…from a distant historian, Caroline Adams MPHA South Australia
As an opening comment I just want to make it clear that I think that no-one has a monopoly on writing history, nor is it owned by any particular group. I do think trained historians are in a better position, be they inside or outside of the academy, to research and write history. It is what we have been rigorously trained to do. (Even as I write I am conscious that I am going to be read by historians. Have I got it right? Will some-one find an error in my argument – most probably – but that also is not a bad thing.) Most professional historians and those working in the academy have tertiary qualifications in history, at least four years, and a wealth of experience. Many also have a collegial network to call upon. (PHA(SA) meets for lunch on the first Tuesday of the month and it is a great time to catch up with others and discuss our work.)
2015 was always going to be a big year in history in Australia. And it seems that ever since Anzac Girls was shown on TV late last year there has been an increasing number of World War One themed programs and media articles. The authors of much of this material appear to be journalists. There is nothing wrong with this per se as journalists are in the business of communication. But how many historians were consulted for the articles/programs? Yes I know there have been some (and I’m sure the research librarians have been working overtime), but how many jobs for professional historians have been generated from the Anzac centenary?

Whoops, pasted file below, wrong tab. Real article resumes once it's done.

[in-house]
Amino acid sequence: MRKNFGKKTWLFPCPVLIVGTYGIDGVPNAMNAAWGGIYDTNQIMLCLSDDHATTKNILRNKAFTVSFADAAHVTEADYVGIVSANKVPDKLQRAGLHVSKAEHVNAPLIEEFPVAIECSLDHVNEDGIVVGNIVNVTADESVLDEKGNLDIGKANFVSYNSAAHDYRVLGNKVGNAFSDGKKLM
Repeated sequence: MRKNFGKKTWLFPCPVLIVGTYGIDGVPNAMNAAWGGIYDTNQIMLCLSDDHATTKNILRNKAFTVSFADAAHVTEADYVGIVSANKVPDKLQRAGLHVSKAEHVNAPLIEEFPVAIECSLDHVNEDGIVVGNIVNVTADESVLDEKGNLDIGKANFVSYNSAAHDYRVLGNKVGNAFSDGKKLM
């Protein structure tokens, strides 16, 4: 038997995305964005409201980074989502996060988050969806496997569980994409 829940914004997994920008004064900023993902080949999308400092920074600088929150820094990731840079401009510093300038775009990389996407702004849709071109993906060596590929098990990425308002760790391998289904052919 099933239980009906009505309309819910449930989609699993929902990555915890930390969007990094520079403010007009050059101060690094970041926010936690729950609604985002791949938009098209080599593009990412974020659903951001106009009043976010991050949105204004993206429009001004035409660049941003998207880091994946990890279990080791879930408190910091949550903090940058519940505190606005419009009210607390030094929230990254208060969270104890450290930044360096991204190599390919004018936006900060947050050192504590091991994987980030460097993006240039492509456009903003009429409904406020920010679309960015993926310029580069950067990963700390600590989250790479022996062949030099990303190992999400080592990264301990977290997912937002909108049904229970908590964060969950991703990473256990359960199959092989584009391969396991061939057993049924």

The plethora of TV programs (fact and fiction) and media articles on World War One has left many people with what historian Clare Wright has called ‘commemoration fatigue’ (Nick Grimm, ‘The World Today’ ABC website, 22 April 2015). This is evidenced by the poor ratings of ‘Anzac type’ programs. Wright (2015) went on to say that ‘people are wanting to have a more complex, a more nuanced version of the Anzac story.’ It is here that historians (both professional and academic) can come to the fore. We are able to offer insightful and contextualised accounts of history, more than ‘digger stories’ and ‘nursing angels’. There is a much larger picture of boys enlisting to escape poverty, to have adventure, of a heterogeneous country where not everyone wanted to fight for King and Country. Yet we are not hearing many of these other alternative narratives. Which brings me back to my question – how many professional historians are working on World War 1 projects? And if we are not working on them, why not? Why haven’t more professional historians been engaged to research this material? Is the onus on us to promote our profession more? Does the public need to be more aware of the role of professional historians? More questions than answers … what are your thoughts?